J O Hambro Capital Management is a boutique asset manager, running £26.9 billion across a range of global and country or region-specific equity strategies and one multi-asset strategy. There is no house view at JOHCM, and fund managers are free to invest in the best way they believe will achieve a fund’s aim.
Fund managers at JOHCM are incentivised in-line with the performance targets and the growth in size of their funds, with a percentage of their bonuses paid in shares in the business, and a portion invested into the funds they run, which helps the fund managers to focus on the long term.
As a business we consider that JOHCM takes environmental, social and governance issues seriously, hiring the highly regarded ESG team from Hermes Investment Management last year, with a view to launching a dedicated fund.
At a fund level for J O Hambro UK Equity Income, investors should be mindful the value-style means the portfolio will be invested in sectors traditionally considered non-ethical, such as energy, oil and mining companies.
The fund has an annual ongoing charge of 1.29%, but is available to HL clients for 0.665%, a reduction of 0.625%. There is also an additional performance fee if the fund outperforms the FTSE All Share index, of 15% of the surplus performance. This performance fee has not been triggered in the last year, but we prefer funds not to have performance fees. Investors should note that charges are taken from capital which can increase the yield but reduces the potential for capital growth. An HL platform fee of up to 0.45% a year also applies.
Since launch the fund has outperformed both the FTSE All Share index and the UK equity income sector average. But recent years have been tough. A focus on value-biased sectors has meant the fund has struggled as growth stocks have led the charge globally, with the added domestic uncertainty of first Brexit and then coronavirus. Year to date has been painful for investors, with the fund down 32% to the end of August compared to the FTSE All Share index falls of 19%.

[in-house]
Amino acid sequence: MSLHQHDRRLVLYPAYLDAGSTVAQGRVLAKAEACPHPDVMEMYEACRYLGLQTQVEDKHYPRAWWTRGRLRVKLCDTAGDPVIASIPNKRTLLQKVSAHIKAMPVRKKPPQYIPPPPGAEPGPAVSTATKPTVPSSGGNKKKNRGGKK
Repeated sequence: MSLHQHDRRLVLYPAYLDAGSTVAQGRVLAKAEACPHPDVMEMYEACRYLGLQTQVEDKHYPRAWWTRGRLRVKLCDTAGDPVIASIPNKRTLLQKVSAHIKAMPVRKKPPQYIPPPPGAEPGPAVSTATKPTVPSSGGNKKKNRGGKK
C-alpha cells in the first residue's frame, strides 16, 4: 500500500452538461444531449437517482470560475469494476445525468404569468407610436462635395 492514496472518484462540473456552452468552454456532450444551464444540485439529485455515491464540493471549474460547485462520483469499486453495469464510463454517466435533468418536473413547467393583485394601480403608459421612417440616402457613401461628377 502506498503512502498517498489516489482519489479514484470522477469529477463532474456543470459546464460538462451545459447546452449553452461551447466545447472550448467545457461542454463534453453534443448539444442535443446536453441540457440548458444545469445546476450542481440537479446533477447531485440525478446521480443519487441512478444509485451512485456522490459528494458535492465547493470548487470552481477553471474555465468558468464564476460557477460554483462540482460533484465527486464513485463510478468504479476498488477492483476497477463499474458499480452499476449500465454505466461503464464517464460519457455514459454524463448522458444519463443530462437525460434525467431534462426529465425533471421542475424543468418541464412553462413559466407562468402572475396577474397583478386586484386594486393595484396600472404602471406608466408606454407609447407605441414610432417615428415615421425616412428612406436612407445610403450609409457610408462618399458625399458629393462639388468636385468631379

The managers remain upbeat about the outlook, particularly given the improved quality of the portfolio thanks to the recent stock purchases. They are confident that in time the value-growth trade which has become so stretched will reverse and value-style stocks will rebound, although there are no guarantees.
The managers are currently modelling a fall of between 45% and 55% for the 2020 dividend, leaving the fund with a yield of around 3.5%. The outlook for 2021 according to their calculations is a bounce of around 70%, taking the 2021 forecast yield to 6%. Investors should note that yields, like returns, are not guaranteed and are not a reliable indicator of future income.
|Annual percentage growth|
| Aug 15 -
| Aug 16 -
| Aug 17 -
| Aug 18 -
| Aug 19 -
|J O Hambro UK Equity Income||6.0%||19.2%||6.2%||-11.4%||-20.7%|
Past performance isn't a guide to the future. *Source: Lipper IM 31/08/2020.